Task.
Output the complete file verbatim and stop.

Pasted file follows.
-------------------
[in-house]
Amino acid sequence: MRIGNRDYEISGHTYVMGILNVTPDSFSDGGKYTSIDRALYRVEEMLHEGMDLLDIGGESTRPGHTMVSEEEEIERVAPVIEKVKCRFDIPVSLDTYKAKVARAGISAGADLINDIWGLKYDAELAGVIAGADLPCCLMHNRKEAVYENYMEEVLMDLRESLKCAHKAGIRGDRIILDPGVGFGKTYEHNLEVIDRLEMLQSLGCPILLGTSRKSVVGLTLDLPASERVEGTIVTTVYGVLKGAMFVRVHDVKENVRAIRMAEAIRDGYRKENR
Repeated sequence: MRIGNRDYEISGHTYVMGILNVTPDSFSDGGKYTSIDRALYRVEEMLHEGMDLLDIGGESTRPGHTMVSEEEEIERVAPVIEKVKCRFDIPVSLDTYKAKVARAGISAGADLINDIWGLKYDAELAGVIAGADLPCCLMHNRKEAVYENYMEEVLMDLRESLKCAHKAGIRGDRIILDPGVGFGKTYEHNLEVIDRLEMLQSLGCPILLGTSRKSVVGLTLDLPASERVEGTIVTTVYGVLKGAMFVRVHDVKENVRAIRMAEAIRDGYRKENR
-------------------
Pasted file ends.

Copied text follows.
[in-house]
Amino acid sequence: MRIGNRDYEISGHTYVMGILNVTPDSFSDGGKYTSIDRALYRVEEMLHEGMDLLDIGGESTRPGHTMVSEEEEIERVAPVIEKVKCRFDIPVSLDTYKAKVARAGISAGADLINDIWGLKYDAELAGVIAGADLPCCLMHNRKEAVYENYMEEVLMDLRESLKCAHKAGIRGDRIILDPGVGFGKTYEHNLEVIDRLEMLQSLGCPILLGTSRKSVVGLTLDLPASERVEGTIVTTVYGVLKGAMFVRVHDVKENVRAIRMAEAIRDGYRKENR
Repeated sequence: MRIGNRDYEISGHTYVMGILNVTPDSFSDGGKYTSIDRALYRVEEMLHEGMDLLDIGGESTRPGHTMVSEEEEIERVAPVIEKVKCRFDIPVSLDTYKAKVARAGISAGADLINDIWGLKYDAELAGVIAGADLPCCLMHNRKEAVYENYMEEVLMDLRESLKCAHKAGIRGDRIILDPGVGFGKTYEHNLEVIDRLEMLQSLGCPILLGTSRKSVVGLTLDLPASERVEGTIVTTVYGVLKGAMFVRVHDVKENVRAIRMAEAIRDGYRKENR